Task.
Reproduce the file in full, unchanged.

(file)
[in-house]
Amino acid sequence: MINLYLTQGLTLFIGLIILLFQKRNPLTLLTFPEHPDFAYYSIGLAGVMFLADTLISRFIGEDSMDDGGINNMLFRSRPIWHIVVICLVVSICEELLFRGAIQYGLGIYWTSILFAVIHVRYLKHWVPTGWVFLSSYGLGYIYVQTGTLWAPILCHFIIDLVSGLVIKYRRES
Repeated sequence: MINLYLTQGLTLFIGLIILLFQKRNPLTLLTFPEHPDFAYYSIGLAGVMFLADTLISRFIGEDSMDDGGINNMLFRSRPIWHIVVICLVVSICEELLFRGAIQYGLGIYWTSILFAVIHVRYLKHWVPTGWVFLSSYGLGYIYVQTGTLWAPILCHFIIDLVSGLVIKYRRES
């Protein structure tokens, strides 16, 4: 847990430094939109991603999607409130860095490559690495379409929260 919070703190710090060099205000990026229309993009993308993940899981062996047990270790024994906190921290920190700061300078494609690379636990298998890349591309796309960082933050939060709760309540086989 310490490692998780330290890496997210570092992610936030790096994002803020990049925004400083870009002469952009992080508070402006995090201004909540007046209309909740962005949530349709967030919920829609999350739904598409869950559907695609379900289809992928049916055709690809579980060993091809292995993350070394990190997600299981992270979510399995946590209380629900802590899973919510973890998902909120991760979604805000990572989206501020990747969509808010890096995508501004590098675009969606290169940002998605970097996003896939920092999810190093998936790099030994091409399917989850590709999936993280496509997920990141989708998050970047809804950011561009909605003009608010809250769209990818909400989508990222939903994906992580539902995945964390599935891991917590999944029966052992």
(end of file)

[in-house]
Amino acid sequence: MINLYLTQGLTLFIGLIILLFQKRNPLTLLTFPEHPDFAYYSIGLAGVMFLADTLISRFIGEDSMDDGGINNMLFRSRPIWHIVVICLVVSICEELLFRGAIQYGLGIYWTSILFAVIHVRYLKHWVPTGWVFLSSYGLGYIYVQTGTLWAPILCHFIIDLVSGLVIKYRRES
Repeated sequence: MINLYLTQGLTLFIGLIILLFQKRNPLTLLTFPEHPDFAYYSIGLAGVMFLADTLISRFIGEDSMDDGGINNMLFRSRPIWHIVVICLVVSICEELLFRGAIQYGLGIYWTSILFAVIHVRYLKHWVPTGWVFLSSYGLGYIYVQTGTLWAPILCHFIIDLVSGLVIKYRRES
């Protein structure tokens, strides 16, 4: 847990430094939109991603999607409130860095490559690495379409929260 919070703190710090060099205000990026229309993009993308993940899981062996047990270790024994906190921290920190700061300078494609690379636990298998890349591309796309960082933050939060709760309540086989 310490490692998780330290890496997210570092992610936030790096994002803020990049925004400083870009002469952009992080508070402006995090201004909540007046209309909740962005949530349709967030919920829609999350739904598409869950559907695609379900289809992928049916055709690809579980060993091809292995993350070394990190997600299981992270979510399995946590209380629900802590899973919510973890998902909120991760979604805000990572989206501020990747969509808010890096995508501004590098675009969606290169940002998605970097996003896939920092999810190093998936790099030994091409399917989850590709999936993280496509997920990141989708998050970047809804950011561009909605003009608010809250769209990818909400989508990222939903994906992580539902995945964390599935891991917590999944029966052992």